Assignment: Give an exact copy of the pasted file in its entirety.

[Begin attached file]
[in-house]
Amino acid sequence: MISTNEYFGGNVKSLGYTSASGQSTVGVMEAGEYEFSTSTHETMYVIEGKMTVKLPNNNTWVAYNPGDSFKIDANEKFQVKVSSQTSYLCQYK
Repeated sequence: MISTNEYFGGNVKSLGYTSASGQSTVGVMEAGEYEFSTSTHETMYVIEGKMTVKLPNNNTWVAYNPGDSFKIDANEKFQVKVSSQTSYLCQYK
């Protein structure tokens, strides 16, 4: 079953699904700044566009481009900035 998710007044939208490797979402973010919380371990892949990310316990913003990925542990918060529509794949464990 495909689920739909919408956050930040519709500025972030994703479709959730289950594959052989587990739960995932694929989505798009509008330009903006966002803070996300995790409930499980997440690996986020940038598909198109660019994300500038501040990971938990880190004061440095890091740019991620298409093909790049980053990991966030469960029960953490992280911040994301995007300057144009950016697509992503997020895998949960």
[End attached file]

[in-house]
Amino acid sequence: MISTNEYFGGNVKSLGYTSASGQSTVGVMEAGEYEFSTSTHETMYVIEGKMTVKLPNNNTWVAYNPGDSFKIDANEKFQVKVSSQTSYLCQYK
Repeated sequence: MISTNEYFGGNVKSLGYTSASGQSTVGVMEAGEYEFSTSTHETMYVIEGKMTVKLPNNNTWVAYNPGDSFKIDANEKFQVKVSSQTSYLCQYK
């Protein structure tokens, strides 16, 4: 079953699904700044566009481009900035 998710007044939208490797979402973010919380371990892949990310316990913003990925542990918060529509794949464990 495909689920739909919408956050930040519709500025972030994703479709959730289950594959052989587990739960995932694929989505798009509008330009903006966002803070996300995790409930499980997440690996986020940038598909198109660019994300500038501040990971938990880190004061440095890091740019991620298409093909790049980053990991966030469960029960953490992280911040994301995007300057144009950016697509992503997020895998949960």